Beachley joined the women’s pro tour in 1990 at the age of 17 and now admits she ‘wasn’t the best surfer, but I had the strongest mental aptitude; Kelly Slater and other peers told me this regularly’.”

Unwittingly, Slater had a huge impact on Beachley who then dedicated herself to winning six consecutive World Championships “mainly because Slater had won five and I wanted to outdo Slater because I had defined success by becoming the best of the best”.

Beachley dug down into the depths of her psyche to discover ways to win and this meant working on her relationship with herself first and foremost, and not giving into that little voice inside of her head which suggests she may be worthless and wants to self- sabotage.

“When I have a goal, I commit to working towards it,” she said. “But it was after my fifth world championship that I started to get in my own way. I started to wrap myself in self-doubt. My sense of self-worth was over shadowed by self-doubt and self-sabotage.”

Beachley saw life coaches, undertook a course in Neuro Linguistic Programming (NLP), began meditation, read Conversations With God and found inspiration listening to Eminem’s Lose Yourself on loop.

“I was in the last heat competing for my 6th world title when I looked down at my feet and it just hit me; I was done,” Beachley remembered.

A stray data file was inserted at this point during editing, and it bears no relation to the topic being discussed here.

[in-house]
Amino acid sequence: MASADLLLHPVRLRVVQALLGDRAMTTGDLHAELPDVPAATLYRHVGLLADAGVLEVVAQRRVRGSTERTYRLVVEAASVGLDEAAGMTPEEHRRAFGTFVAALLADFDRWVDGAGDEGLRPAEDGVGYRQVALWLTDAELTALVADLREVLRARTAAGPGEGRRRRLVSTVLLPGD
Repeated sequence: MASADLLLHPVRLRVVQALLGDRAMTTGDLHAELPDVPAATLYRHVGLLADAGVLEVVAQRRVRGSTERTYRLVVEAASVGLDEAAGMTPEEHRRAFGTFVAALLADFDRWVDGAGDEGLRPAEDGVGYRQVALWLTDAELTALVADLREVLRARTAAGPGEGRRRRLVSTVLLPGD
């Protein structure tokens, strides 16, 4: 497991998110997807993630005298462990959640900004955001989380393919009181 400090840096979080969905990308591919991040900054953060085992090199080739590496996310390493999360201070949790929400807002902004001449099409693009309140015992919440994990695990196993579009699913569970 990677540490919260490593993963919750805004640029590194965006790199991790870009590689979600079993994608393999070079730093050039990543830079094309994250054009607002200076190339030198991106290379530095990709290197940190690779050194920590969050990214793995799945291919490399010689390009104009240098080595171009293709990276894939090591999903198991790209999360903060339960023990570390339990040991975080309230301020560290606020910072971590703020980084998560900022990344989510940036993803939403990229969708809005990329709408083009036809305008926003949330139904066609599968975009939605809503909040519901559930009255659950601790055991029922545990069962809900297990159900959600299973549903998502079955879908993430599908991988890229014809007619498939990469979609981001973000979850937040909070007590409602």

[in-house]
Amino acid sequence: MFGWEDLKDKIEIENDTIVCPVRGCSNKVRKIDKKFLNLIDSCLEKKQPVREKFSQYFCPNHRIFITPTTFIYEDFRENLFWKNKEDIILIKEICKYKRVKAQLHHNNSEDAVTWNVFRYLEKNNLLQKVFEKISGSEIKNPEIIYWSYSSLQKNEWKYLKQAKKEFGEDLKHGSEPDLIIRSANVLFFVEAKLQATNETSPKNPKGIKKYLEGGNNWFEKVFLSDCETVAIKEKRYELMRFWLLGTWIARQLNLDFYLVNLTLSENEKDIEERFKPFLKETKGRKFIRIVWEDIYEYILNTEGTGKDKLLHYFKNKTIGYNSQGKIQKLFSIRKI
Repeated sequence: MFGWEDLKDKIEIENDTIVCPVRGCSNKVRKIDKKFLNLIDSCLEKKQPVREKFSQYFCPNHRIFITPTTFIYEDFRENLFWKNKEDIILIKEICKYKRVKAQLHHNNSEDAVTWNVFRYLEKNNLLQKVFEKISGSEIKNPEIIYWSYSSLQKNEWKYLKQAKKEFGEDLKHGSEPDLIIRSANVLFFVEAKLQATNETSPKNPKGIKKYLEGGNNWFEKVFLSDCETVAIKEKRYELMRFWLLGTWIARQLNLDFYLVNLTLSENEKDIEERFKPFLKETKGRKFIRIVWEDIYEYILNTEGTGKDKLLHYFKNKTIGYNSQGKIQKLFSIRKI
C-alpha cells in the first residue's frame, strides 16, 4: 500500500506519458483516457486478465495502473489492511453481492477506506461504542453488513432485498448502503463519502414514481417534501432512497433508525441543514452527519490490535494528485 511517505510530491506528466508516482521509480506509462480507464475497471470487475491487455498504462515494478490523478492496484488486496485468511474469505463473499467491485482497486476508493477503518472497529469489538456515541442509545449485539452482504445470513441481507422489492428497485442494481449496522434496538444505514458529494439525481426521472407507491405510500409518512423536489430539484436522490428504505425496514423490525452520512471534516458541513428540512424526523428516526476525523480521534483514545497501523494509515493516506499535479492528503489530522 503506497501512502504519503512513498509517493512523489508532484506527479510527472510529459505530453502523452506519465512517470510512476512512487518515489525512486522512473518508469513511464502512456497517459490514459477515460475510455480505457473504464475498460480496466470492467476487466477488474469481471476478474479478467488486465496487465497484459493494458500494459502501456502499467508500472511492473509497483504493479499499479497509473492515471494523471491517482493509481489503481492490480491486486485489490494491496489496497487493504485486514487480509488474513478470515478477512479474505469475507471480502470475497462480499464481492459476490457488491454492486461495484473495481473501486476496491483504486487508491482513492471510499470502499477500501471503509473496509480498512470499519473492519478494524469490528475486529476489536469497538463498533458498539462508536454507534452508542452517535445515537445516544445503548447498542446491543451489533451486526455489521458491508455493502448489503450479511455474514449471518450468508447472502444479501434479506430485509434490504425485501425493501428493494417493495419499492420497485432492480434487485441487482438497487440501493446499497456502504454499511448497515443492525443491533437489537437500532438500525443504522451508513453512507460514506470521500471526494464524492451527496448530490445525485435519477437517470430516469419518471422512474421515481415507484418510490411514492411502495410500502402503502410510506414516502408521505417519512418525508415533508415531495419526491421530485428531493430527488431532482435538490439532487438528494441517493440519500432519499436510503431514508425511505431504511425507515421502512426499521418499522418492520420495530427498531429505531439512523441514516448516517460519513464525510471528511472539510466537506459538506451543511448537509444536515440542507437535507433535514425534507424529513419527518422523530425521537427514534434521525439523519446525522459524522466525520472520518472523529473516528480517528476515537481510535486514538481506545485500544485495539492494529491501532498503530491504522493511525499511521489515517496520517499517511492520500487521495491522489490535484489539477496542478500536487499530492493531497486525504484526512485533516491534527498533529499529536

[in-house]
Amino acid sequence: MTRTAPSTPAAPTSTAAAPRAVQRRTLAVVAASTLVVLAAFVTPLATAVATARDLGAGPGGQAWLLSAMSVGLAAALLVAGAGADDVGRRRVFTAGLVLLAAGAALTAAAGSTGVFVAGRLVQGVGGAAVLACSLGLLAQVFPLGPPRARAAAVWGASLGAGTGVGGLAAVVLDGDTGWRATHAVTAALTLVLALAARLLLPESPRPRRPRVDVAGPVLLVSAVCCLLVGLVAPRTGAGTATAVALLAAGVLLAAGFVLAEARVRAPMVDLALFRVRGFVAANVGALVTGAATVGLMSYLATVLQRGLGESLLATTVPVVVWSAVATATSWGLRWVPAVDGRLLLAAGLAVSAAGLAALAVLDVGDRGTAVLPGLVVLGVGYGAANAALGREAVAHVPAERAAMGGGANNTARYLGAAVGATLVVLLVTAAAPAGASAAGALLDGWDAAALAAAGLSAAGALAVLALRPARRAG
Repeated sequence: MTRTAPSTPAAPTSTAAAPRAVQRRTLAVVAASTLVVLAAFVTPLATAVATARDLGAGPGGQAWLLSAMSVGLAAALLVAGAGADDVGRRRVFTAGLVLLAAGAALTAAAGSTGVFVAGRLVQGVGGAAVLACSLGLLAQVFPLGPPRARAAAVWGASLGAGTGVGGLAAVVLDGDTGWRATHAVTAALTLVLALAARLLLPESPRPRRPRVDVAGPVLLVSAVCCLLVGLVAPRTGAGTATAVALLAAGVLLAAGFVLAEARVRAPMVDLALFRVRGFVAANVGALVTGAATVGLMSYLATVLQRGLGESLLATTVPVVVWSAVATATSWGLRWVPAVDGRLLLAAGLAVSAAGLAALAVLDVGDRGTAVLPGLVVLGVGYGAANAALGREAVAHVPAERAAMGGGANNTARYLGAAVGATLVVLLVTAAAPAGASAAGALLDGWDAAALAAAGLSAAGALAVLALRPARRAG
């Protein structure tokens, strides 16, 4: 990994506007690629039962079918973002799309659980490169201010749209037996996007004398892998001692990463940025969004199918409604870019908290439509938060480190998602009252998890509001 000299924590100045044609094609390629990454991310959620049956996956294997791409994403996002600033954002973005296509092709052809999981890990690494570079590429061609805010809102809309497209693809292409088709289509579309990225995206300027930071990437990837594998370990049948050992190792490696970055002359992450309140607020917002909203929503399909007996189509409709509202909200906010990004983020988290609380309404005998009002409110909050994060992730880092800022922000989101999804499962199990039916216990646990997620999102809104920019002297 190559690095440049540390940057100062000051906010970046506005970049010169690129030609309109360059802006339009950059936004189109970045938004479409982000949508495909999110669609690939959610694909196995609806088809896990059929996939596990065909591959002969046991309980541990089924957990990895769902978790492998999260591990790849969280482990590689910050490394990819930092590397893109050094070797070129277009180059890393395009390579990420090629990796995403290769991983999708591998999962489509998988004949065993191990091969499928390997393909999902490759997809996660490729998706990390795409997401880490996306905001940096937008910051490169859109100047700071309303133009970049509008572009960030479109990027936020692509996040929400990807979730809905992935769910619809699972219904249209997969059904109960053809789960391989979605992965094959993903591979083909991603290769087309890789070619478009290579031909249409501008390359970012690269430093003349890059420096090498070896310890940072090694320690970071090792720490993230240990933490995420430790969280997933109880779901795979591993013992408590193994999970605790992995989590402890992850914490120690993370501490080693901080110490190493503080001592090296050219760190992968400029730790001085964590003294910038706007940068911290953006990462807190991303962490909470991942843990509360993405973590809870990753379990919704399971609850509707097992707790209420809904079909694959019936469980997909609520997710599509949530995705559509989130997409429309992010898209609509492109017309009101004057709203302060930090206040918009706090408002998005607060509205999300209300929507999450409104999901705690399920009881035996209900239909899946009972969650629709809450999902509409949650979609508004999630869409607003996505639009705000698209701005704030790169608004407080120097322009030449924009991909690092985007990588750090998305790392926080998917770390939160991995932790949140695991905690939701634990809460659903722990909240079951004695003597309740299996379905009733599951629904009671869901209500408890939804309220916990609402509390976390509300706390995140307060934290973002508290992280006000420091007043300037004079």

“And then I tuned into what I was saying to myself and I thought ‘trust my training, trust my ability’ and I claimed it. Using the power of NLP, the words I AM and listening to Eminem, as it fortuitously came on over the speakers, inspired me to get out of my own way and focus on getting the job done.

“I still experience self-sabotage, but now I know what it looks like. I use empowering language that helps me and I replace ‘what if’ with ‘what is’.

“Being towed into 50-foot waves off the North Shore of Oahu in Hawaii taught me the value of recognising fear and breaking things down into three simple steps to overcome fear and achieve my goals. Even after months of training I still remember thinking ‘Don’t Fall!’

“I couldn’t believe it! At the pinnacle, literally, of the largest wave of my life I found myself focusing on what I didn’t want. That’s when I shifted my focus to the process - not the outcome. The three simple steps that I practiced in training.

“I am proud to say I shifted my thoughts from ‘Don’t Fall’ to ‘just stay standing’ and successfully rode the wave. I was so full of adrenalin I had to go and do it again.”

Throughout her professional surfing career, Beachley came to believe there are two types of people in life: the first are the dream thieves and life vampires; the second are honesty barometers.

“Honesty barometers are the people who will be your mirror of honesty,” she continued. “You become the sum of the top five people you spend the most amount of time with.”

It’s been a long road for the girl from Manly who sought solace from a world of grief in the waves.

As a speaker, mentor and workshop facilitator, Beachley now clarifies her vision based on how she wants to feel, which in turn inspires her actions and fuels her passion on a daily basis.

“To achieve success, you must begin by clarifying your vision, define what success looks and feels like and understand the intrinsic motivators that are driving you,” she explained.

“Surround yourself with honesty barometers, people who bring the best out in you and celebrate you.

“Finally, be prepared to confront your fears through action. Action is the antidote to fear.”